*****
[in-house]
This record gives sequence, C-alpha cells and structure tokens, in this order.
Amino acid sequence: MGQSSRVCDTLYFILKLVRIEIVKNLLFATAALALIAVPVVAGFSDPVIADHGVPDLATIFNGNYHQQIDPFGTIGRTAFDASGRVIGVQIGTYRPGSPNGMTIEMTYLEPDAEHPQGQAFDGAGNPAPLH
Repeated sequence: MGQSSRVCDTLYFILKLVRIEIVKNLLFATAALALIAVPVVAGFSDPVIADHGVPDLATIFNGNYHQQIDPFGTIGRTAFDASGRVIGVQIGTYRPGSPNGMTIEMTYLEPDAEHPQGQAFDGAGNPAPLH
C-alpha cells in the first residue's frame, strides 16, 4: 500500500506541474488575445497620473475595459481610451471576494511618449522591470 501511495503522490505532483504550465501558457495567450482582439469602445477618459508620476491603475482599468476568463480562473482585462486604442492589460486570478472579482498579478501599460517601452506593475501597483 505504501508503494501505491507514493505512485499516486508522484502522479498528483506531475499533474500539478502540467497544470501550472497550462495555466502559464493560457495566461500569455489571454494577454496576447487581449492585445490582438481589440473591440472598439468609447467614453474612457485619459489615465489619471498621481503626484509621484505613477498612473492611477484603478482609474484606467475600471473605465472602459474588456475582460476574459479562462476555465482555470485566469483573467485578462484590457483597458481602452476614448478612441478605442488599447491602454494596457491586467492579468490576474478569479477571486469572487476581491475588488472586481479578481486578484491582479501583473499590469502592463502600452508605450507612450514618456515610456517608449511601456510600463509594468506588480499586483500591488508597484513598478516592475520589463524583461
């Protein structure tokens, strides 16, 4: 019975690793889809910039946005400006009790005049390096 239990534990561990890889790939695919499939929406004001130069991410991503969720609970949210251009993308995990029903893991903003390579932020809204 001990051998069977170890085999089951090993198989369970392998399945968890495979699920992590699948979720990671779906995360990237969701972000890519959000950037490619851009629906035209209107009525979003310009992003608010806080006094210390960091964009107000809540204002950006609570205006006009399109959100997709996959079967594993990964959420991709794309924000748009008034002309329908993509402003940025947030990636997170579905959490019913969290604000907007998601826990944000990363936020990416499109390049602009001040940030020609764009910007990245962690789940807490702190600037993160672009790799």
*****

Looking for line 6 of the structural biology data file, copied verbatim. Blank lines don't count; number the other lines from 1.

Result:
């Protein structure tokens, strides 16, 4: 019975690793889809910039946005400006009790005049390096 239990534990561990890889790939695919499939929406004001130069991410991503969720609970949210251009993308995990029903893991903003390579932020809204 001990051998069977170890085999089951090993198989369970392998399945968890495979699920992590699948979720990671779906995360990237969701972000890519959000950037490619851009629906035209209107009525979003310009992003608010806080006094210390960091964009107000809540204002950006609570205006006009399109959100997709996959079967594993990964959420991709794309924000748009008034002309329908993509402003940025947030990636997170579905959490019913969290604000907007998601826990944000990363936020990416499109390049602009001040940030020609764009910007990245962690789940807490702190600037993160672009790799």